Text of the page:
Human genes for neutropenia
Neutropenia, from Latin prefix neutro- (neither, for neutral staining) and Greek suffix -πενία (deficiency), is a granulocyte disorder characterized by an abnormally low number of neutrophils, the most important type of white blood cell. Neutrophils usually make up 50-70% of circulating white blood cells and serve as the primary defense against infections by destroying bacteria in the blood. Hence, patients with neutropenia are more susceptible to bacterial infections and, without prompt medical attention, the condition may become life-threatening (neutropenic sepsis).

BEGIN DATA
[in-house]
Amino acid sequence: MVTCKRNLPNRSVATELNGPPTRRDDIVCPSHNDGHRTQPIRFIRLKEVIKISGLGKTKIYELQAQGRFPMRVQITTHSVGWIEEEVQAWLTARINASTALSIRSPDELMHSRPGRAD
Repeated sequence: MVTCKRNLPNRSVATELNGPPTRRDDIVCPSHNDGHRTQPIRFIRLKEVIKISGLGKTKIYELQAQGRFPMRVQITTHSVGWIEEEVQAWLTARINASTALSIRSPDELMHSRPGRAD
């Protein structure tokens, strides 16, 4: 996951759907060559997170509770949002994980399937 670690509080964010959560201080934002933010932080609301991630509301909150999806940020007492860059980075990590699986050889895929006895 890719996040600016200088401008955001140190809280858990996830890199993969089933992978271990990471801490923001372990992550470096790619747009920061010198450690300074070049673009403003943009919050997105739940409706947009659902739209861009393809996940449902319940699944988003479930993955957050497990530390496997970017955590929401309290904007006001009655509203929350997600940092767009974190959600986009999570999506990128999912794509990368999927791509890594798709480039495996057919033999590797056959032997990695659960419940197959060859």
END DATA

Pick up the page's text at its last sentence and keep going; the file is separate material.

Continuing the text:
Synonyms: neutropenia, DOID:1227